The issue relating to OMP_NUM_THREADS/MKL_NUM_THREADS is a vexed one and there has in the past been discussion among the Dalton developers about it. For your purposes, running an MPI task on each core, setting the number of threads to 1 is the right thing to do --- in principle the calculation should be making the best use it can of each core and increasing the threading cannot help and in fact is likely to make performance worse. This is why the script sets the number of threads to 1 when Dalton (but see below for LSDalton) runs. The vexed question I referred to earlier is related to the fact that this approach overrides the Intel compiler/library default and thus is different from what a user might expect from reading the Intel documentation. In the latter it is stated that if a user does nothing explicit to define the threading environment variables, then the compiled code/libraries default to as many threads as there are cores on the chip. This is not what one usually wants in MPI-parallel Dalton runs, as I said above, and so the Dalton script overrides the Intel default. But I repeat that it's a vexed question, whether to override default behaviour in such a way. In general with Dalton if the functionality is parallelized (SCF, DFT, response properties at these levels) it is better to use only task-parallelism and ignore threading. If the functionality (coupled-cluster calculations and CC response) is not explicitly parallelized there may be an advantage to running threaded, on a single node or socket.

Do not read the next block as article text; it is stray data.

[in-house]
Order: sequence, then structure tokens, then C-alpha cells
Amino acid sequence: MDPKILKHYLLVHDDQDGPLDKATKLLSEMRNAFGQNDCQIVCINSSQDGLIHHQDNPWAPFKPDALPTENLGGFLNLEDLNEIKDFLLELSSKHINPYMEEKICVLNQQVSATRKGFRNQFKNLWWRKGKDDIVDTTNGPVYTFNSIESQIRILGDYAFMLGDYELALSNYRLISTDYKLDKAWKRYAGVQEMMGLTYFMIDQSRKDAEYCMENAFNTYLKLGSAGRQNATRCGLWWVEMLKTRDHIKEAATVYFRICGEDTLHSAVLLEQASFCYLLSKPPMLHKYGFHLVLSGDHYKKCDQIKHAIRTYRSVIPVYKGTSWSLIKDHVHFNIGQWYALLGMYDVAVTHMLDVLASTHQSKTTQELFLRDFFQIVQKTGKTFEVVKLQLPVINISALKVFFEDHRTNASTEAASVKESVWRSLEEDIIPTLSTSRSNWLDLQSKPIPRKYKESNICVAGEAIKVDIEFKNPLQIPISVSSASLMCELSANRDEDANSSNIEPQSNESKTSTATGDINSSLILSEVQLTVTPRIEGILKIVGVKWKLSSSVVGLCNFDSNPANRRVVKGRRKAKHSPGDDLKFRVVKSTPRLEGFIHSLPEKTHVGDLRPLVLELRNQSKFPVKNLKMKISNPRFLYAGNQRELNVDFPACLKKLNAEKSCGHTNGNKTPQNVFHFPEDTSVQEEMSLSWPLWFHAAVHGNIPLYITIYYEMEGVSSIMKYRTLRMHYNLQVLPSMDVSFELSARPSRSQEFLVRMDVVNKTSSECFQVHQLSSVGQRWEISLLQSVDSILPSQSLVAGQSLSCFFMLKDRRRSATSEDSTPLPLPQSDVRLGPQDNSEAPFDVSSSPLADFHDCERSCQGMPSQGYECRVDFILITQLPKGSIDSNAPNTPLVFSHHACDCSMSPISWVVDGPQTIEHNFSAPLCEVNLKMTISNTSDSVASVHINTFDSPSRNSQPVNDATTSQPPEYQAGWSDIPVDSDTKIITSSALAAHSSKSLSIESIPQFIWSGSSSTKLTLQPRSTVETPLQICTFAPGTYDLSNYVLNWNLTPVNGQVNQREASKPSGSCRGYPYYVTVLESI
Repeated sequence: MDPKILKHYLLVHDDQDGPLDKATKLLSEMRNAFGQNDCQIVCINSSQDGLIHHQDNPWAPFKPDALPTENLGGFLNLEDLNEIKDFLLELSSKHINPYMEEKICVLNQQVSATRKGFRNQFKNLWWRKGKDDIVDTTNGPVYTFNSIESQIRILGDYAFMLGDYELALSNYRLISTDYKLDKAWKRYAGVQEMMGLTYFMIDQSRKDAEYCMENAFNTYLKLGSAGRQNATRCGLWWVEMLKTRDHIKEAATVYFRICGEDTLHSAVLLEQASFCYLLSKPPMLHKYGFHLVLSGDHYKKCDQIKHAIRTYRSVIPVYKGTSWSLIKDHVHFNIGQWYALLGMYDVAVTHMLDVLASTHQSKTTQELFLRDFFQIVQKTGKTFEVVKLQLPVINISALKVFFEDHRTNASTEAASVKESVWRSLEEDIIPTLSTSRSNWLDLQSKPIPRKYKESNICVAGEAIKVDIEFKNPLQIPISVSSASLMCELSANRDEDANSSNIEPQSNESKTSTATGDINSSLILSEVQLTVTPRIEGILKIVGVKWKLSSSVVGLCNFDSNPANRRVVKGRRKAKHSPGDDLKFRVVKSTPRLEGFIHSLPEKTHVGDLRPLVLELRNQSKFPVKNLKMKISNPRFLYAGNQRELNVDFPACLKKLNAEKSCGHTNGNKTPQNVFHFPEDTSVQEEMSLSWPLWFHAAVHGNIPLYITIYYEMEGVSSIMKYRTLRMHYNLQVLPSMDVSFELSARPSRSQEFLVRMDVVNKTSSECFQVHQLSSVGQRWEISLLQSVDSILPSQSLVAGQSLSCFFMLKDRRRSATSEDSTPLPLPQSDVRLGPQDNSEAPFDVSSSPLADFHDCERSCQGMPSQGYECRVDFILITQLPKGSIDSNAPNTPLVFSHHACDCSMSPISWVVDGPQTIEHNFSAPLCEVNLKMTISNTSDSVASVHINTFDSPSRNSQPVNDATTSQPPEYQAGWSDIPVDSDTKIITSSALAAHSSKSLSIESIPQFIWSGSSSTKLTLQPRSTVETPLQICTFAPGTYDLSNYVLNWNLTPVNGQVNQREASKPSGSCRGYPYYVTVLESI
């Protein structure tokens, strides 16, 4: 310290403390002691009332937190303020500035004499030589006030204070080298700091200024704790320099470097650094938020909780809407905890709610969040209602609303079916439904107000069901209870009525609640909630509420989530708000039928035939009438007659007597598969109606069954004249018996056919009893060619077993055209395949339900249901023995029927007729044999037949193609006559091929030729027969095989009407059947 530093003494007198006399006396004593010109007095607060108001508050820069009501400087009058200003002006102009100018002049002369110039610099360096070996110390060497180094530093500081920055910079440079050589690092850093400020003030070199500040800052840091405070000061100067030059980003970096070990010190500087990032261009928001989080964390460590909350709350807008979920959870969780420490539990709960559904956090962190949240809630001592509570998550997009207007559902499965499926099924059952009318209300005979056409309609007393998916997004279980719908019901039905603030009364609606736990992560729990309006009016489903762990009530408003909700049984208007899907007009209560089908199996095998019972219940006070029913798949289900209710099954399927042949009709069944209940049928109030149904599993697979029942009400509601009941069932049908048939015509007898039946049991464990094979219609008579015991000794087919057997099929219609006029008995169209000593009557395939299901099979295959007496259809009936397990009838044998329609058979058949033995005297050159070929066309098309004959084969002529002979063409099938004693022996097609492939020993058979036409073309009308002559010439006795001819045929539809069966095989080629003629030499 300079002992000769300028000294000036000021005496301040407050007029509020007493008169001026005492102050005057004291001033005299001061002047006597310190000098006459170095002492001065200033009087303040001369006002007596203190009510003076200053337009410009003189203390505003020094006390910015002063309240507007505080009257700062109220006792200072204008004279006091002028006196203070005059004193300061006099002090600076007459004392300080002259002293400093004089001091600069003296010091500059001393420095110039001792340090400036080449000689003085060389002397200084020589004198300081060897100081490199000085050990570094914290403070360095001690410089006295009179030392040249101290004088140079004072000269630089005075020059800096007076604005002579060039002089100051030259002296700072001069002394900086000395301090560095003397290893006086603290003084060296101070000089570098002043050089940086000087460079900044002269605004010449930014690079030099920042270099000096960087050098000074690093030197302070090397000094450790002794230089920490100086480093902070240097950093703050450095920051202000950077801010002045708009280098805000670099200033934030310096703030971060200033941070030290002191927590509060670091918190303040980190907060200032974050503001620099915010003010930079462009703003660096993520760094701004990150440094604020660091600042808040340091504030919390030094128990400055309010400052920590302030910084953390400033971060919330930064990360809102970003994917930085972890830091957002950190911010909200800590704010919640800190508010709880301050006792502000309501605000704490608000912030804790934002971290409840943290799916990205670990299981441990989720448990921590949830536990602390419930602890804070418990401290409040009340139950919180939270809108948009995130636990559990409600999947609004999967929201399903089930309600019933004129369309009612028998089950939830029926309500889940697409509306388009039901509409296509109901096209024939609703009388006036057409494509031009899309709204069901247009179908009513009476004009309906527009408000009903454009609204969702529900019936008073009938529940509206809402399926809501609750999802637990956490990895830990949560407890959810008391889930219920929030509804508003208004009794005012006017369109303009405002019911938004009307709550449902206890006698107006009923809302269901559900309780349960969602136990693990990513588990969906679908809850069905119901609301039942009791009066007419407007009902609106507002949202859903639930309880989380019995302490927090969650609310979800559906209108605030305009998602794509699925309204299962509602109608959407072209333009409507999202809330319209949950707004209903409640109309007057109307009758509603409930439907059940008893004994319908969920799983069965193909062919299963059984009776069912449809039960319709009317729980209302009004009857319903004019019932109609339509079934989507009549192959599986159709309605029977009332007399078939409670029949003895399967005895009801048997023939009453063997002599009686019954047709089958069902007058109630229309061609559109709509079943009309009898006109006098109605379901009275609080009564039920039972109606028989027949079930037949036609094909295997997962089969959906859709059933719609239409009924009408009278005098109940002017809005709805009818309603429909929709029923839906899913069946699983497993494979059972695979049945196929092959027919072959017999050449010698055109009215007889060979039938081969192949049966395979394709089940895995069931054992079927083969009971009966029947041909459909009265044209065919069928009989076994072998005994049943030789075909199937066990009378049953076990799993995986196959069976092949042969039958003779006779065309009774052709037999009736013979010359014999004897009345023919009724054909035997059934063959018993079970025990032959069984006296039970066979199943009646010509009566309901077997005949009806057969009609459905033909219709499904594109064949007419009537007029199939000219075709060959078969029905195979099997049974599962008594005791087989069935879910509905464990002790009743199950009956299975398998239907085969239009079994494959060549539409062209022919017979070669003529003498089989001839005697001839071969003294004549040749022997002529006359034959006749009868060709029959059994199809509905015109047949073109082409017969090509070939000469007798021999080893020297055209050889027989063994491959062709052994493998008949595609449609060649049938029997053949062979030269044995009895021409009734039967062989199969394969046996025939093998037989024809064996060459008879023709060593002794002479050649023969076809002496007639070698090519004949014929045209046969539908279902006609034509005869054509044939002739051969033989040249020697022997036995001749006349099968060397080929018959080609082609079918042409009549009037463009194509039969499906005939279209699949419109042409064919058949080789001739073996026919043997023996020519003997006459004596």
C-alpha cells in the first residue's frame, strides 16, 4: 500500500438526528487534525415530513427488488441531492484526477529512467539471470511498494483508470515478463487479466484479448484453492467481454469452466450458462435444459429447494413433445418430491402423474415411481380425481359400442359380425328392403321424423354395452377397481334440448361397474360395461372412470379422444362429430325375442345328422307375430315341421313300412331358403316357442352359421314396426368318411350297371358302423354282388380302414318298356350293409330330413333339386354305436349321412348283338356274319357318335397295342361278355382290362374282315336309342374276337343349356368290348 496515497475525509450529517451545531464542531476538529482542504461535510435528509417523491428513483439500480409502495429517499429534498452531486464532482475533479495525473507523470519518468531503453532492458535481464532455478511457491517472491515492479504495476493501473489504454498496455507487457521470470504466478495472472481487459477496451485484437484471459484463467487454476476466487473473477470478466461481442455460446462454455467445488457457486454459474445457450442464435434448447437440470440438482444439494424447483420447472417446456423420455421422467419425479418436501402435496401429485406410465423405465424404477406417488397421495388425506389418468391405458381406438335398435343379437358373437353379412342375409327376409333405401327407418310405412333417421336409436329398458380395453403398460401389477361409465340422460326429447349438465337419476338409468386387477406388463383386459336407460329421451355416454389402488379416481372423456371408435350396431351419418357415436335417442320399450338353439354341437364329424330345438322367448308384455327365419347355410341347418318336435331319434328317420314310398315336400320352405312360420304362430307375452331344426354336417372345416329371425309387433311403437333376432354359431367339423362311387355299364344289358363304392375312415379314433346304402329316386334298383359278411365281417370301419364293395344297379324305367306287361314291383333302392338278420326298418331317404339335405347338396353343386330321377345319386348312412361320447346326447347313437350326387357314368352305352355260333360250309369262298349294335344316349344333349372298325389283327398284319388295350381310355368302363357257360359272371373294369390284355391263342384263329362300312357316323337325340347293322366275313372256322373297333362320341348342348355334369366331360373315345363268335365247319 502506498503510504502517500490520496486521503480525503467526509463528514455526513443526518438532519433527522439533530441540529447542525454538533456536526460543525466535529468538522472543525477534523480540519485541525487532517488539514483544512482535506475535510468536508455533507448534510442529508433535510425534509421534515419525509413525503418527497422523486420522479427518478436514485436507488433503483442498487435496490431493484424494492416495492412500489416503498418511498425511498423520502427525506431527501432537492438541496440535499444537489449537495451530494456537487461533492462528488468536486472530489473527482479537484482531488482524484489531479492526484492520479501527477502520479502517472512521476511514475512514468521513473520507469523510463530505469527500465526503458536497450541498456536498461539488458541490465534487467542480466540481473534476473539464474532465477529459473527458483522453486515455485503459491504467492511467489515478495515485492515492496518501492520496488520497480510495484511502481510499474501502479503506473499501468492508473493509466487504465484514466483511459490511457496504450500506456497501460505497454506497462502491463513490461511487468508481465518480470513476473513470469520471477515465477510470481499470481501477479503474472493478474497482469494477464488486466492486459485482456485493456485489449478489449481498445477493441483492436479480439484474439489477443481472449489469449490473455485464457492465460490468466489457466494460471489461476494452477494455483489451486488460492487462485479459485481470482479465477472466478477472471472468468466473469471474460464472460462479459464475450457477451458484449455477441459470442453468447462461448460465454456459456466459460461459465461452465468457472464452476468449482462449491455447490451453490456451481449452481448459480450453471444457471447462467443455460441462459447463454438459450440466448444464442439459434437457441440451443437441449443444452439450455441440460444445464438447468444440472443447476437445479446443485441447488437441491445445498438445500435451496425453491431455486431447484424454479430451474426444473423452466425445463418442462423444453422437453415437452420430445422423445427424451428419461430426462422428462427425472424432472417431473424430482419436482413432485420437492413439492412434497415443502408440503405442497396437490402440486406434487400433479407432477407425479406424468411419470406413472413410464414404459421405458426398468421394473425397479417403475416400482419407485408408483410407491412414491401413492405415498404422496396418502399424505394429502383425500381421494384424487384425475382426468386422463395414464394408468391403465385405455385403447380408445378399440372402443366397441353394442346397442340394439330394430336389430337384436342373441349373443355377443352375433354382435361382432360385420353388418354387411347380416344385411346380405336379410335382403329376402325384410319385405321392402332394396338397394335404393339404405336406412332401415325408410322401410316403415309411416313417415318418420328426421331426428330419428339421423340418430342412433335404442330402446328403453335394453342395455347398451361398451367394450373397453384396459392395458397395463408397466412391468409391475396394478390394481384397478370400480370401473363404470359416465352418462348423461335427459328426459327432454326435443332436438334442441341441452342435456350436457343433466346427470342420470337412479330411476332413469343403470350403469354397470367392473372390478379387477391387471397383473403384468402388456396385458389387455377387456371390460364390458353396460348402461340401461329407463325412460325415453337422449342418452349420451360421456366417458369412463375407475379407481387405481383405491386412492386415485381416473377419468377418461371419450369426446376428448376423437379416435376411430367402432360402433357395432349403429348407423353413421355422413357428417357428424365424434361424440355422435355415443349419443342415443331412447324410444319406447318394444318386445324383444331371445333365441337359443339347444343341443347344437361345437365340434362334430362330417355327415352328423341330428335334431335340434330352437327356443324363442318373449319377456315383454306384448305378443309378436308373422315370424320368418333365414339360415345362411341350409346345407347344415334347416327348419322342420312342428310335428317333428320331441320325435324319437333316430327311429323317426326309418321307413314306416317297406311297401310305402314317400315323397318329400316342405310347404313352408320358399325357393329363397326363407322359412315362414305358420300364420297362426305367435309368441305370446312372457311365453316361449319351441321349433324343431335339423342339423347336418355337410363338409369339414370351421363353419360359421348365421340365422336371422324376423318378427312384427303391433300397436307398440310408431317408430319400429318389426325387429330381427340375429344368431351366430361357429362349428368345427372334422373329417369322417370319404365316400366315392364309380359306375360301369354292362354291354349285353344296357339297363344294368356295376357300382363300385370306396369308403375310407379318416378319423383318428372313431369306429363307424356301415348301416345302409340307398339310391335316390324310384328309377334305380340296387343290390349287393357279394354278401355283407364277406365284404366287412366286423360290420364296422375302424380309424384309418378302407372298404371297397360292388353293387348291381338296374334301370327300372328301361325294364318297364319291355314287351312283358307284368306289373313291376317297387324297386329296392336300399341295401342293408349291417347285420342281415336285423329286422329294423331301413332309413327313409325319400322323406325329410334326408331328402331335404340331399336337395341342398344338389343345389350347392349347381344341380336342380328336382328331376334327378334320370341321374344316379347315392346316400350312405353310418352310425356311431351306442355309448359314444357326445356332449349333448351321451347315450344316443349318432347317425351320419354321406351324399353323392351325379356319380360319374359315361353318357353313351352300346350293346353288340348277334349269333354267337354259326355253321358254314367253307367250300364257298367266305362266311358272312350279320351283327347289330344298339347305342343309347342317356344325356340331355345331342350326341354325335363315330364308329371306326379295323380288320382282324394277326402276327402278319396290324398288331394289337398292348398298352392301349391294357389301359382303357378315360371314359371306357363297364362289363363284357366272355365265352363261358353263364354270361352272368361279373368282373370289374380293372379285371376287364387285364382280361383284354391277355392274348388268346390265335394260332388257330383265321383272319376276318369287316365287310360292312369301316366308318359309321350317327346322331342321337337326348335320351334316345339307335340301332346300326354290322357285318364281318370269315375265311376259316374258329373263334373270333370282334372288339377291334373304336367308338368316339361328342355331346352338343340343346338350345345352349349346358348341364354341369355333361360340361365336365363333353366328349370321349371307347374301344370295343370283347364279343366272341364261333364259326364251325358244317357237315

Having said all that, the situation with LSDalton (which I should say I have not played a developer's role in) is different. LSDalton was written much later and with much more experience of recent advances in the Fortran language. For example, it does allocation of memory dynamically, rather than allocating a static workspace upfront like Dalton does. This means LSDalton is not limited to 16GB of working memory even with a 32-bit compilation: it is only the case that no individual array can be larger than 16GB. Further, the parallelism is implemented in different ways and can be invoked through, say, Scalapack at a coarse-grained level, but because most of the operations are programmed as matrix functions it can also, simultaneously, benefit from thread-level parallelism. So one could run, say, 16 MPI tasks on 16 nodes, and if these nodes have 16 cores each run with 16 threads on each node. Of course, one can imagine everything in this case from 256 MPI tasks each single-threaded up to non-MPI with 256 threads, although even if a compiler/library allowed it going off-node with threads would have a terrible performance penalty from ensuring cache coherence. For LSDalton the optimum is likely to be one task per node or perhaps per socket and threading across the cores on that node, although this is a best guess, not a given. One advantage of using threading is that the memory is shared between threads --- if you have four cores and 16GB then each MPI task, assuming they're clones of each other, can only request 4GB, whereas one MPI task invoking four threads has access to the full, shared, 16GB. Let me repeat finally that what I have said in this paragraph applies only to LSDalton, not Dalton! A downside for some applications is that LSDalton does not explicitly exploit molecular symmetry, but particularly for larger systems, even symmetrical ones, the newer, cleaner, and more efficient code in LSDalton means that it usually outperforms Dalton for a given functionality. But the functionality of LSDalton is not yet as broad as Dalton, so the latter can do some things that LSDalton cannot (yet).